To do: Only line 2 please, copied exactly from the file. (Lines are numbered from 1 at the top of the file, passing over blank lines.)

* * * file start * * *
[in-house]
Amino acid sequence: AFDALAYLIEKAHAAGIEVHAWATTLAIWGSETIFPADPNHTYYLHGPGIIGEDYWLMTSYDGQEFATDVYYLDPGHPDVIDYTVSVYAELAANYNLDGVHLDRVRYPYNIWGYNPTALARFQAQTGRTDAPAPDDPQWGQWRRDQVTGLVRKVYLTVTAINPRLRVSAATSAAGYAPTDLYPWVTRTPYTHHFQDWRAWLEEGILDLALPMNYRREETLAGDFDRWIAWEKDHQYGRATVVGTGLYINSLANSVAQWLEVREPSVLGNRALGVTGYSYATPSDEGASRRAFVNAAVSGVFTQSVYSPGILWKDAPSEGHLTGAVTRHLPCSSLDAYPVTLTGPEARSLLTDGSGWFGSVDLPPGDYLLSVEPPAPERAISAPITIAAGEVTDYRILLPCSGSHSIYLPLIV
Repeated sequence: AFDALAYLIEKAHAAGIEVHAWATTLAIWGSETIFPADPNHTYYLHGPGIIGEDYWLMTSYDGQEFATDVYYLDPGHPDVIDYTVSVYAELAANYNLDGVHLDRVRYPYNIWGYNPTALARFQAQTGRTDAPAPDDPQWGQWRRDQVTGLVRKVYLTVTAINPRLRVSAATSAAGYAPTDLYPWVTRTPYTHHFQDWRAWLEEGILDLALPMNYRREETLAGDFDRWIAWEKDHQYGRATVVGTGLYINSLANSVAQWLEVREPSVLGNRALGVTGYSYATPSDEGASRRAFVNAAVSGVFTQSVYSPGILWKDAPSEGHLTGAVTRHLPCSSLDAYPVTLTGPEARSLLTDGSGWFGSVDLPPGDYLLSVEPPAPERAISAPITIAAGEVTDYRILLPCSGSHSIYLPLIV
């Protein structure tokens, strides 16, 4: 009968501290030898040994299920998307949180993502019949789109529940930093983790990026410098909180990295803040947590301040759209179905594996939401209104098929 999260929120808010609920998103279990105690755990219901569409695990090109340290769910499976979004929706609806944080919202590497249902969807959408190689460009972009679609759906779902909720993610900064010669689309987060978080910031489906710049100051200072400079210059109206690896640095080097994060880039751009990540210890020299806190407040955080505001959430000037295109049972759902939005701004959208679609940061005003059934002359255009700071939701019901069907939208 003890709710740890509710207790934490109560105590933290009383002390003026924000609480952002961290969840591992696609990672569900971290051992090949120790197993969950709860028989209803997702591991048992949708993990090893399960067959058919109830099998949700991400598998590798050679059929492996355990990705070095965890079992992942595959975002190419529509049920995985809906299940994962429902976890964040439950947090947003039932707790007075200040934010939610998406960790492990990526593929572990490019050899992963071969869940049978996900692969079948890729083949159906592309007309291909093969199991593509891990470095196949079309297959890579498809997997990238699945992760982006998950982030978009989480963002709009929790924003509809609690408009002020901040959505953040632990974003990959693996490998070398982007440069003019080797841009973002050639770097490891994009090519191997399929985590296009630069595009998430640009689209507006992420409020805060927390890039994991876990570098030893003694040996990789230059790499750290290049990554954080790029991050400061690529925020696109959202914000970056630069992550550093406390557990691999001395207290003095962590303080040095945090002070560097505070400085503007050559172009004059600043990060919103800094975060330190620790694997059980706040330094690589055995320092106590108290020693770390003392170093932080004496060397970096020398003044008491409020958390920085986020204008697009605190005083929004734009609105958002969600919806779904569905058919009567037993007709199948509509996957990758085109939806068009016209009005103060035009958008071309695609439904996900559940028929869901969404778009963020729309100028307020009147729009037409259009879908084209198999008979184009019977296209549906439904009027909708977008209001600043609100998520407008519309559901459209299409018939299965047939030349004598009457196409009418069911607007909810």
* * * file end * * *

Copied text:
Amino acid sequence: AFDALAYLIEKAHAAGIEVHAWATTLAIWGSETIFPADPNHTYYLHGPGIIGEDYWLMTSYDGQEFATDVYYLDPGHPDVIDYTVSVYAELAANYNLDGVHLDRVRYPYNIWGYNPTALARFQAQTGRTDAPAPDDPQWGQWRRDQVTGLVRKVYLTVTAINPRLRVSAATSAAGYAPTDLYPWVTRTPYTHHFQDWRAWLEEGILDLALPMNYRREETLAGDFDRWIAWEKDHQYGRATVVGTGLYINSLANSVAQWLEVREPSVLGNRALGVTGYSYATPSDEGASRRAFVNAAVSGVFTQSVYSPGILWKDAPSEGHLTGAVTRHLPCSSLDAYPVTLTGPEARSLLTDGSGWFGSVDLPPGDYLLSVEPPAPERAISAPITIAAGEVTDYRILLPCSGSHSIYLPLIV